From 1976 to 1980, an estimated 88 percent of children aged 1 to 5 had blood lead levels at or above 10 mcg/dL, compared with 4.4 percent in 1991-1994, 1.6 percent in 1999-2002 and 0.8 percent in 2007-2010.
However, there are persistent differences in the blood lead levels of children in different racial/ethnic and income groups that are linked to disparities in housing quality, environmental conditions, nutrition and other factors, the study said.
Efforts to prevent lead poisoning should target areas and communities where children are most at risk, the study authors recommended in the April 5 issue of the CDC's Morbidity and Mortality Weekly Report.
Another expert not involved with the report described what parents can do.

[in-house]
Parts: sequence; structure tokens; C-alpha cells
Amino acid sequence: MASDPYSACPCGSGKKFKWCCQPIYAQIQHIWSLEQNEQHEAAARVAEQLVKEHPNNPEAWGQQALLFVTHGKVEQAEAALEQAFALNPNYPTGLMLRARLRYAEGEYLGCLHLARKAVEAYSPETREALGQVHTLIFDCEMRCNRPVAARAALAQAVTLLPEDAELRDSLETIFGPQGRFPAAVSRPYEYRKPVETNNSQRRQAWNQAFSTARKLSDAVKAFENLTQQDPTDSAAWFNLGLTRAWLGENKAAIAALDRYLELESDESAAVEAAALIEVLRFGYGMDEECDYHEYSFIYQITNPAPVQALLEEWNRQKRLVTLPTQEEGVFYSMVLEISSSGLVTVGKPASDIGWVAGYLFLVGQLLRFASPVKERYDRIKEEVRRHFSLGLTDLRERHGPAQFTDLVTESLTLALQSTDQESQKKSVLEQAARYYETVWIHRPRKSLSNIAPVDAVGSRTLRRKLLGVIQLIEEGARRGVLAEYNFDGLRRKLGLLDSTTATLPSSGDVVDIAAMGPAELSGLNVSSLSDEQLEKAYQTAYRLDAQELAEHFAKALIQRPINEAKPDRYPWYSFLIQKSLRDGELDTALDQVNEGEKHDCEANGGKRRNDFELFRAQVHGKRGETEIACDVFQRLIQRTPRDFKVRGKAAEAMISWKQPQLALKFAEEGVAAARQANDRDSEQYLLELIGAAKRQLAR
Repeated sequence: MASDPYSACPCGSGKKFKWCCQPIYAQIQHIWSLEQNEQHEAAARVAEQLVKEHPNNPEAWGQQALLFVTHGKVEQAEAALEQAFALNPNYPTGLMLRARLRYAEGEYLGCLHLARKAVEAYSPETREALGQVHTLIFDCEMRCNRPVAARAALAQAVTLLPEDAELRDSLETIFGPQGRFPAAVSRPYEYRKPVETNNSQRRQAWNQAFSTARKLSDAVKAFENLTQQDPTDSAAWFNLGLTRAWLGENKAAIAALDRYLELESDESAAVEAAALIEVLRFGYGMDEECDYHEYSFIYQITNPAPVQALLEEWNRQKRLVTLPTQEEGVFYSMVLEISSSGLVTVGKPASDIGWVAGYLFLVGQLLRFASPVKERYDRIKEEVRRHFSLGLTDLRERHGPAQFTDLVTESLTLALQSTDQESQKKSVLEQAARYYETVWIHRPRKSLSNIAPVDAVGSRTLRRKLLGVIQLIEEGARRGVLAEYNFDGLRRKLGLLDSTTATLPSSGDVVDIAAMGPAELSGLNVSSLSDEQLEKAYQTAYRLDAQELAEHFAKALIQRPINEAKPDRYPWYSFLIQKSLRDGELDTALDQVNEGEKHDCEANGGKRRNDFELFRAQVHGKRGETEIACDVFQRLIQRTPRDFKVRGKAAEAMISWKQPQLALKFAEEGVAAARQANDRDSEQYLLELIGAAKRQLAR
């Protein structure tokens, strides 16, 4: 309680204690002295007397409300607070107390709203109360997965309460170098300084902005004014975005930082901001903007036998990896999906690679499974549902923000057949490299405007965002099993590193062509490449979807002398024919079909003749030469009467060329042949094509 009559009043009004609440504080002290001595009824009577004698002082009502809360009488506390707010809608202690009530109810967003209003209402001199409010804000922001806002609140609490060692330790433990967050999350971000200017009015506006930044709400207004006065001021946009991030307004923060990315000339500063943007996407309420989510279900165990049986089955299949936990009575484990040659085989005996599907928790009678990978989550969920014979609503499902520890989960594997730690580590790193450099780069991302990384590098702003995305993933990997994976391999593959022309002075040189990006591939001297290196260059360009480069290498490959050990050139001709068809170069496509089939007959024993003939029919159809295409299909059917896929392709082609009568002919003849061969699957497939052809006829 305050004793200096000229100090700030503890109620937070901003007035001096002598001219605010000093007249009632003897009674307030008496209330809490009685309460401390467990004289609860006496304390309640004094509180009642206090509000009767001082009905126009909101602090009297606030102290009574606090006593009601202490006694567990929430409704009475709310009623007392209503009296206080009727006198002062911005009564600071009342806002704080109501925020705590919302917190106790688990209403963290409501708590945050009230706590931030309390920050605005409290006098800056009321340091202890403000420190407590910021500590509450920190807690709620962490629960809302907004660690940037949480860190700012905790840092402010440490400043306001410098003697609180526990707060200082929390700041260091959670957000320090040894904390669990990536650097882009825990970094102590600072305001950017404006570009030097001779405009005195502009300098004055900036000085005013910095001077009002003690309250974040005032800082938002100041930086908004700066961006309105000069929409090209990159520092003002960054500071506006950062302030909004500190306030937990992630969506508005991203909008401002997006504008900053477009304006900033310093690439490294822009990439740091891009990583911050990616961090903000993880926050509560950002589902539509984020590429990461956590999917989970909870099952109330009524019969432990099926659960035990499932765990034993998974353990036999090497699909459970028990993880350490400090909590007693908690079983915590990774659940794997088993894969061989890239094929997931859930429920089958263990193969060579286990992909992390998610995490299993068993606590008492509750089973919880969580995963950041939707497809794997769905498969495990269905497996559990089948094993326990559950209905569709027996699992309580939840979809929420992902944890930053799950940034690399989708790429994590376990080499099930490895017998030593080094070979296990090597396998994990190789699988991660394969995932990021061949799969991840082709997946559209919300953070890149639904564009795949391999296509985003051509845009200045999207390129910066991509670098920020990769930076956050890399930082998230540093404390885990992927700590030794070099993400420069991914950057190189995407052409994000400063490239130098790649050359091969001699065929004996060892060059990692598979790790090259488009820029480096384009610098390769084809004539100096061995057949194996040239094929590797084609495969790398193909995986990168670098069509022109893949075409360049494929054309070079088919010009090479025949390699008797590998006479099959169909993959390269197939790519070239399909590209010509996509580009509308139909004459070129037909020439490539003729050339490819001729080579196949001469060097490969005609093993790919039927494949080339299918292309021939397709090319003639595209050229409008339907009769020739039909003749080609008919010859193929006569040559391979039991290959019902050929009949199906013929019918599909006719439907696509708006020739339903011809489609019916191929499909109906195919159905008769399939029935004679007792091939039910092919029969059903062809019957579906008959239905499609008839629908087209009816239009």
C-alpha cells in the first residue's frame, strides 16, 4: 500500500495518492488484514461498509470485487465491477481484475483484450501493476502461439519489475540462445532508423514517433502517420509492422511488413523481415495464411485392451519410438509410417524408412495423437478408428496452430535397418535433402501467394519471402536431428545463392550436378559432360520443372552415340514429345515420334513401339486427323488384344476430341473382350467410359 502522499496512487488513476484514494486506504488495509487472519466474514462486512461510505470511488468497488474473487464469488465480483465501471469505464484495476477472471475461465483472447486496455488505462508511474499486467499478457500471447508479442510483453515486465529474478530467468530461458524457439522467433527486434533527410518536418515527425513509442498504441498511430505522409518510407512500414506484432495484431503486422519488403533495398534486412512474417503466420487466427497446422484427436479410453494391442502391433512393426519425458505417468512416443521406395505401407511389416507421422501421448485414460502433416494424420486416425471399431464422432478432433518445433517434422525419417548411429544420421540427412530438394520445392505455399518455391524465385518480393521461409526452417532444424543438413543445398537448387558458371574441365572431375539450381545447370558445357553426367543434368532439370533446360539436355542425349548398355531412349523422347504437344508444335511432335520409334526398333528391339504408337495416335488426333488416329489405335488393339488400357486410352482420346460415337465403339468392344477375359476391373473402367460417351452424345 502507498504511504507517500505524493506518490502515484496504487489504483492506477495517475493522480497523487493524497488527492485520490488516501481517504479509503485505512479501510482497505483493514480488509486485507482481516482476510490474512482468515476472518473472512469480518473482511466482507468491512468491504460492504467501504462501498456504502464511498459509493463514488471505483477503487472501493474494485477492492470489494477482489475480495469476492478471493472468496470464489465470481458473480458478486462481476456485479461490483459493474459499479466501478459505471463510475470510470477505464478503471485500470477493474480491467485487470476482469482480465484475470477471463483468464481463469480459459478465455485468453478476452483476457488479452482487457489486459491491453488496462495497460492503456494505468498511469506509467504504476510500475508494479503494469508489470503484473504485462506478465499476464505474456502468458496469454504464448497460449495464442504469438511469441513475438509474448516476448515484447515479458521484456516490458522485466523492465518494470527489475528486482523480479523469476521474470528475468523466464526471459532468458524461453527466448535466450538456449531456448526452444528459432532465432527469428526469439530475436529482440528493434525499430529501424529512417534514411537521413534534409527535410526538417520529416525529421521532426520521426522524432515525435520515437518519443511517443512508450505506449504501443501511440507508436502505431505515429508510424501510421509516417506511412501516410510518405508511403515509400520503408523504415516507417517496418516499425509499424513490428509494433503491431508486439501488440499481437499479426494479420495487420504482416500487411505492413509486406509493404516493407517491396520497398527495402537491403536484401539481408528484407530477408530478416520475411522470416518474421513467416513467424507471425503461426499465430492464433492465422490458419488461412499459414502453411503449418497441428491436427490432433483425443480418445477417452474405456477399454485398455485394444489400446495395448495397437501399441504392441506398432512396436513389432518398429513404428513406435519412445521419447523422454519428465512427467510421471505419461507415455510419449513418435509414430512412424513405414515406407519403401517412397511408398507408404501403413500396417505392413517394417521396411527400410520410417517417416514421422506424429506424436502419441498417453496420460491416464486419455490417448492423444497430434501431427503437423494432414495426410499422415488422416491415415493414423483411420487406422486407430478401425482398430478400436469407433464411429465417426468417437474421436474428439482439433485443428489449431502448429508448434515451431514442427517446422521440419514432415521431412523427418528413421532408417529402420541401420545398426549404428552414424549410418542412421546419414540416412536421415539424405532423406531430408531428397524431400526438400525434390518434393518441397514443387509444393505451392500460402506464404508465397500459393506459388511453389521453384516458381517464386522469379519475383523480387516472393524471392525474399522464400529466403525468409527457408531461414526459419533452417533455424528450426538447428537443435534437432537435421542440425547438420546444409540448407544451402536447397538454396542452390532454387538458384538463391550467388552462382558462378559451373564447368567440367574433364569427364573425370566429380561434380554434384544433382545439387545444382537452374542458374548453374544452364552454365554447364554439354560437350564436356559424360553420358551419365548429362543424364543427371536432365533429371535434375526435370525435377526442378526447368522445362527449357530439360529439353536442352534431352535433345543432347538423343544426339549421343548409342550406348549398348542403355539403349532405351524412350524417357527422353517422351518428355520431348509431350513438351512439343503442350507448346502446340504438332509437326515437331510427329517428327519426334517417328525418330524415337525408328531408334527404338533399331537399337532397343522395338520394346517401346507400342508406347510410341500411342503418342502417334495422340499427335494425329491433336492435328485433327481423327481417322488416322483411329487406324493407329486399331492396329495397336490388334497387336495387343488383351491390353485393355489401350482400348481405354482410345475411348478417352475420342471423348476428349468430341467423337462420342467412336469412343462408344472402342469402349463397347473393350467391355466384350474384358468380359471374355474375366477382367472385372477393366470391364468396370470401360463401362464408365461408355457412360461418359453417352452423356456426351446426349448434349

"Parents may help protect their children by ensuring that their home environments are free of lead-based paint and by keeping children away from old windows and areas with peeling paint," said Dr. Roya Samuels, a pediatrician at Cohen Children's Medical Center in New Hyde Park, N.Y.
"Maintaining a clean home and encouraging frequent hand-washing are good preventative measures as well," Samuels said. "A healthy, well-balanced diet including foods rich in calcium and iron will also help children absorb less lead if exposed to the toxic metal."
Over the past decades, nationwide efforts to reduce lead levels in children have included removing lead from gasoline, eliminating lead paint in homes, reducing lead levels in children's products and screening those at high risk.
The Nemours Foundation has more about children and lead.
-- Robert Preidt
SOURCES: Philip Landrigan, M.D., director, Children's Environmental Health Center, Mount Sinai Medical Center, New York City; Roya
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